Injured hawk returned to the wild

From the rattling and jerking coming from inside the cage Kevin Gleason is carrying, you get the impression the hawk inside is impatient to get out.

Mountainaire Avian Rescue Society volunteer Kevin Gleason releases an immature red-tailed hawk that had been rehabilitated following a collision with a vehicle on Dogwood Street Jan 18.



From the rattling and jerking coming from inside the cage Kevin Gleason is carrying, you get the impression the hawk inside is impatient to get out.

That’s why you expect the bird to blast out from the pet-carrier type cage when Gleason, a Mountainaire Avian Rescue Society volunteer, opens the door.

But with a photographer standing well back, and Gleason gingerly opening the cage door, the immature red-tailed hawk merely hops out and takes a few bold strides onto the football field at Timberline School.

The bird stands and surveys the territory from the ground while a seagull nearby immediately begins squeaking out an alarm.

After the pause, the hawk takes off across the football field and lands on the bare branch of a large tree on the edge of a stand of forest.

“Look at that eh?” Gleason said after releasing the bird. “That seagull knows he’s around, eh? Look at that, that’s beautiful.”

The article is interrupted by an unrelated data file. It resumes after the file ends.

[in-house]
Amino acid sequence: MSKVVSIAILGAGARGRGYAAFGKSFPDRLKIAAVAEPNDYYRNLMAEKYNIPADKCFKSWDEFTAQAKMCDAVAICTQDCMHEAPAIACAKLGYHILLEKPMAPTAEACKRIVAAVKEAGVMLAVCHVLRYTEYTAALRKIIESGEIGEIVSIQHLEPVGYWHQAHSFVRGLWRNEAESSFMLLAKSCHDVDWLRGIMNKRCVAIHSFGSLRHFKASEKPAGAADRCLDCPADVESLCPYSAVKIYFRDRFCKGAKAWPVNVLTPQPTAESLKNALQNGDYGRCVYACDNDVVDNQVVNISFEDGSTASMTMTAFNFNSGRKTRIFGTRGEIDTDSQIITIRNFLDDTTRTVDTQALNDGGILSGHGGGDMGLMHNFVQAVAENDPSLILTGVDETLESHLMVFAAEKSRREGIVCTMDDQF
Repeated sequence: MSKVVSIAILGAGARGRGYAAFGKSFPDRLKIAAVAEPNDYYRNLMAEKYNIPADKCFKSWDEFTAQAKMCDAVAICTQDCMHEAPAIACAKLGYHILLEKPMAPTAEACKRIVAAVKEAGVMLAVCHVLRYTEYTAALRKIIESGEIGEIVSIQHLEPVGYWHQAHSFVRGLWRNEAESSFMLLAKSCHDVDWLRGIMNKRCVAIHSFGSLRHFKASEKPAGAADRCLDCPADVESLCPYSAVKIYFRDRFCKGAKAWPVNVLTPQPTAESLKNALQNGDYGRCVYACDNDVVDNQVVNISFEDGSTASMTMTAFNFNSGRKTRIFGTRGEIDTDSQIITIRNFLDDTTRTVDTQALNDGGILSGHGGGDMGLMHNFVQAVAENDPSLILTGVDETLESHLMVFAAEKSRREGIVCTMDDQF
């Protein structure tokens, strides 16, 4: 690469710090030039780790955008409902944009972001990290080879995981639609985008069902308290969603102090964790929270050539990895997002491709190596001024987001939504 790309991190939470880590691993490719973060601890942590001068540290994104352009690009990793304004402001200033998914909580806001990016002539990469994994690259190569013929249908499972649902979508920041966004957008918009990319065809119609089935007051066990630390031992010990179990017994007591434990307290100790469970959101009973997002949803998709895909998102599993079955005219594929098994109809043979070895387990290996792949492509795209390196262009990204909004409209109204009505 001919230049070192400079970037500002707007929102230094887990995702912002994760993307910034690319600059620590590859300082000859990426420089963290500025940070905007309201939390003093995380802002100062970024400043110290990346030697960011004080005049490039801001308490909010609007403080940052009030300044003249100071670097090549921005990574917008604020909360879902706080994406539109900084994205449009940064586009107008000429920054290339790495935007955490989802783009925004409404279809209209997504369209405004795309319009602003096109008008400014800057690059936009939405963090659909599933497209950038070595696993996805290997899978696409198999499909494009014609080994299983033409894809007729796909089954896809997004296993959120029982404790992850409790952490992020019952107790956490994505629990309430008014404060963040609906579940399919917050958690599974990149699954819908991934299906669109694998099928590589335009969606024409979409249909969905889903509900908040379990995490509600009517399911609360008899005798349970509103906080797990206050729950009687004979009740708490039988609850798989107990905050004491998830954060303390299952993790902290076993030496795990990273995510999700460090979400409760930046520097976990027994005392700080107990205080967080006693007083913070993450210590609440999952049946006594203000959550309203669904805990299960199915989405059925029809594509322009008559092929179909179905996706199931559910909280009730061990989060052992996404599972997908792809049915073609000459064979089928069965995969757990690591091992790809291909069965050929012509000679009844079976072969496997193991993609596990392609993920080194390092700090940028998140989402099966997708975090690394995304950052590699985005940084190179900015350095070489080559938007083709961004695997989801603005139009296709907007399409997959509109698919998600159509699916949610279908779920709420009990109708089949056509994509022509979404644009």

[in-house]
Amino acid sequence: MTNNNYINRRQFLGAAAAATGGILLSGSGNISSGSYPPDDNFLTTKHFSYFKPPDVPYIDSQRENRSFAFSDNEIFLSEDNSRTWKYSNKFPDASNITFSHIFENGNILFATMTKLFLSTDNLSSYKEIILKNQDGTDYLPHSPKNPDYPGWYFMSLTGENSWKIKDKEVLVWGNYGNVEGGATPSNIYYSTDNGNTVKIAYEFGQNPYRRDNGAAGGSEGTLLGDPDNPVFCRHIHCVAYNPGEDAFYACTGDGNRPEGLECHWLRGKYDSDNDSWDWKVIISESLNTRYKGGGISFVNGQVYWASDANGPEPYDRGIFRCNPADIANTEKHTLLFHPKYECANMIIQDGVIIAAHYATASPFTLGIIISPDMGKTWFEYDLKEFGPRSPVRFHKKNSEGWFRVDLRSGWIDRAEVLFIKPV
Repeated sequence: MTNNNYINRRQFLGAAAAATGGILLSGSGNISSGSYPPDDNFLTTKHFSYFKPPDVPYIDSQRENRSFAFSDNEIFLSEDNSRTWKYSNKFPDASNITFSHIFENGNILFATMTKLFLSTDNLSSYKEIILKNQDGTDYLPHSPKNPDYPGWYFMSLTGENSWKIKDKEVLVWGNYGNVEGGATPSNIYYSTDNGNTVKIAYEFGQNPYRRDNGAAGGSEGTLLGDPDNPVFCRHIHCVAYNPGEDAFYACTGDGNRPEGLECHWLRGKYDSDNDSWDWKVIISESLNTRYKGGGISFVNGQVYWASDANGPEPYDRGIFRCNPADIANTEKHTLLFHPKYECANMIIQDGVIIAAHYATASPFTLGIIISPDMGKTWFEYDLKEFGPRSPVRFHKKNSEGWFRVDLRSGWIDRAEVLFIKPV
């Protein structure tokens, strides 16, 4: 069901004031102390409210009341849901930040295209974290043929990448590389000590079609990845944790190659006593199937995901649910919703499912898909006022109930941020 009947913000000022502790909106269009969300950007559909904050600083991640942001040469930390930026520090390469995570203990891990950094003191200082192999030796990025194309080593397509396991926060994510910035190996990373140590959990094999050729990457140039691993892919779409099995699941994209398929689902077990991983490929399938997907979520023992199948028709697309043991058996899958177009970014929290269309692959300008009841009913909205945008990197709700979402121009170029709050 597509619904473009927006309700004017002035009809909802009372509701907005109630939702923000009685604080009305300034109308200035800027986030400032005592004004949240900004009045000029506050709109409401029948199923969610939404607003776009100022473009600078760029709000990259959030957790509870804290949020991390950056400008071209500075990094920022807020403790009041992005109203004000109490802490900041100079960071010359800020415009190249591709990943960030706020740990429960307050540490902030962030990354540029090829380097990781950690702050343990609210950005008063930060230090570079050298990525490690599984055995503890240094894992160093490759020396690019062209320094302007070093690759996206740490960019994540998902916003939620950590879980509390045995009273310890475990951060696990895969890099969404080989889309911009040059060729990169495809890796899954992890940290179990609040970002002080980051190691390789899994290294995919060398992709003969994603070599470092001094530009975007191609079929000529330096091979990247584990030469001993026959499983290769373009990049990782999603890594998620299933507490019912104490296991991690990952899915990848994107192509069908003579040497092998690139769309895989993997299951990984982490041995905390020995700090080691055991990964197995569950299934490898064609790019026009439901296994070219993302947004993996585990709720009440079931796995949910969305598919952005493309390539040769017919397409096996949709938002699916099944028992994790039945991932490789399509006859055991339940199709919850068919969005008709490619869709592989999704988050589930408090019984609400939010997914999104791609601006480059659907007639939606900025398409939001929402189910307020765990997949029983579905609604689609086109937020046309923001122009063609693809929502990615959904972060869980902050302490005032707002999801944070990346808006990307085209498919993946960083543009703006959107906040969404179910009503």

Then the bird’s liberator and the curious photographer leave it to find its way back to the wild.

The bird was released Tuesday afternoon near where it was hit by a vehicle on Dogwood Street, Jan. 18. A member of the public found the bird on the Simms Creek bridge and called the RCMP.

The RCMP dog handler attended first and with leather gloves, collected the bird off the road, wrapped him in a blanket and placed him in a box.

The bird was turned over to another police officer who waited while Mountainaire Avian Rescue Society volunteer Gleason picked up the bird and took it to the society’s recovery facility in Merville.

There the bird was tube-fed to restore its strength. Luckily, the society had another immature red-tailed hawk from Powell River being rehabbed to keep the Campbell River bird company, Gleason said.

“What was so nice about this was the public was involved and contacted the RCMP who took some time out of their busy schedule,” Gleason said. “Here he is after all the volunteer efforts and rehab, he’s ready to go.”

The bird was emaciated and weak when he arrived at MARS but put on 600 grams during his rehabilitation and was judged ready to be released.

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